Tuesday September 13

Paris is a full belly, the Metro subterranean blood vessels stretching beneath taut skin carrying sight-devouring tourists from attraction to attraction. Normally I’m only in Paris for a couple of days and a sense of urgency keeps me underground on the Metro. But as this visit is longer time is affoded to walk. It’s a surprise to find that Place de la Madelaine, Place Vendome and Place Concorde are just minutes apart on foot. Place Vendome, where Lady Di left the Ritz and then crashed. Place Concorde where Marie-Antoinette lost her head. Paris can be rough on royalty. When the history of violence is written, Paris will be good for a couple of chapters. Templar Knights burnt at the stake, bishops tortured on the grill, St Dennis carrying his martyred head through the streets of Montmartre, The Terror, The Commune, the Gestapo knocking on your door, Lady Di’s car crash. The sun sets over Concorde.

Wednesday, September 14

Jacqueline’s three-hour train journey from Nancy to Gare de l’Est is delayed by one hour and fifteen minutes “du a un acte de malveillance.” We buy a sandwich and wait. A young man asks customers at the bar for money. He is quietly agitated. A pigeon glides into the entry hall and lands on the floor. It is the same colour and pattern as the marble tiles. The pigeon has been painted by Rene Magritte. Jacqueline’s train arrives. She looks frail.

Thursday, September 15 

Colette takes us to La Taroudant II, a Tunisian restaurant in rue Capucine. Colette had worked in Tunisia and knows the food.

Couscous au mechoui avec merguez
Vin marocain rose (guerrouane)
Desert – le mystere (ice cream)

We sit amongst flashing fairy lights, tiles like Byzantine mosaics, brass teapots, stained glass lampshades, long barrelled rifles and daggers. Joelle, Jacqueline and Colette dip sugar cubes into fig liquor. La Tarouant II is named after an oasis.

The bell rings at the cemetery, its 5.45 pm, time for visitors to leave. The sun will be setting in 2 hours. 7.30 pm sitting on a bench on the corner of rue Des Saules and rue Cortot with the Nikon on my lap, I’m asked if I know where Vincent Van Gogh lived.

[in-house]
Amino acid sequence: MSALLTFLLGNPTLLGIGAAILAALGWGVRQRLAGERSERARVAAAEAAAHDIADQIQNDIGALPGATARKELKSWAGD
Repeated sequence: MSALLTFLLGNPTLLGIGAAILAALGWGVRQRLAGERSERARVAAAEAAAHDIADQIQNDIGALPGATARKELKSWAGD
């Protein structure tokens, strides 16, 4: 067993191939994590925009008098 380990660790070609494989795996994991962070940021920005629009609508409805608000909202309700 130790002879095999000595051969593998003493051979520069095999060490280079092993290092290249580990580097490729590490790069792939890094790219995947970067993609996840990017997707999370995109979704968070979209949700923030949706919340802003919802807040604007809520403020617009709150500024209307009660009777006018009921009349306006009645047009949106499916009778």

Around the corner at 54 rue Lepic.
I’m asked what I’m doing?
I’m waiting for the streetlights to come on.
I’m told last night they came on at 8.15 pm.

Friday, September 16

The sky is grey it’s raining. The walk long to rue du Quatre Septembre and the Bourse. The rain is steady so into the Monoprix to buy an umbrella. A scrawny young man talks to the matronly cash register operator. He is quietly spoken and repeats his request a couple of times. She finally understands. He wants sex she says. The French flag on the roof of the Bourse spoils the Greek temple look and the drizzling rain continues all the way back to avenue Rachel.

Lunch is with Bertrand at well worn and authentic Restaurant Tifinagh. High school students hand rolling cigaretttes occupy one table and a couple occupies another. The woman is from Brassai’s book, The Secret Paris of the 30s. She has peroxide green hair, smokes tailor made cigarettes from a red packet and is wearing an over designed pink leather jacket. She never smiles as she talks. Her male companion nods between bites of cake off a fork. She is probably a local. I see her up at rue Lepic a few days later.

A huge full moon rises over Sacre – Coeur.